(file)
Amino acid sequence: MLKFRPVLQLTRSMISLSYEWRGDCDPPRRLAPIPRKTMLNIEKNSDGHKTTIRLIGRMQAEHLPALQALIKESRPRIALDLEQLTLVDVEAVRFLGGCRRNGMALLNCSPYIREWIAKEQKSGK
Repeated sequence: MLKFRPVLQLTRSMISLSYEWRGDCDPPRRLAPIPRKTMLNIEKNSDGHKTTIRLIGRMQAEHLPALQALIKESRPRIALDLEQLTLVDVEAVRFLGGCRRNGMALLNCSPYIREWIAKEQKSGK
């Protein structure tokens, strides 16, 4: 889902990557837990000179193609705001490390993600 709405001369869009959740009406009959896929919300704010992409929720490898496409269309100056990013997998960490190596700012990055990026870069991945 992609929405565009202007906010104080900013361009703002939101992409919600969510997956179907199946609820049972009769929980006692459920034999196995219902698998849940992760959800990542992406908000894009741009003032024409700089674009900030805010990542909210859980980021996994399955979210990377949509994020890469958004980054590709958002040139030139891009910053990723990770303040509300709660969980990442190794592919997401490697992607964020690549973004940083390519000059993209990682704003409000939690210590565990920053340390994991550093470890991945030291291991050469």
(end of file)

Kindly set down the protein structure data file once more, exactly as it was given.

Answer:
Amino acid sequence: MLKFRPVLQLTRSMISLSYEWRGDCDPPRRLAPIPRKTMLNIEKNSDGHKTTIRLIGRMQAEHLPALQALIKESRPRIALDLEQLTLVDVEAVRFLGGCRRNGMALLNCSPYIREWIAKEQKSGK
Repeated sequence: MLKFRPVLQLTRSMISLSYEWRGDCDPPRRLAPIPRKTMLNIEKNSDGHKTTIRLIGRMQAEHLPALQALIKESRPRIALDLEQLTLVDVEAVRFLGGCRRNGMALLNCSPYIREWIAKEQKSGK
């Protein structure tokens, strides 16, 4: 889902990557837990000179193609705001490390993600 709405001369869009959740009406009959896929919300704010992409929720490898496409269309100056990013997998960490190596700012990055990026870069991945 992609929405565009202007906010104080900013361009703002939101992409919600969510997956179907199946609820049972009769929980006692459920034999196995219902698998849940992760959800990542992406908000894009741009003032024409700089674009900030805010990542909210859980980021996994399955979210990377949509994020890469958004980054590709958002040139030139891009910053990723990770303040509300709660969980990442190794592919997401490697992607964020690549973004940083390519000059993209990682704003409000939690210590565990920053340390994991550093470890991945030291291991050469």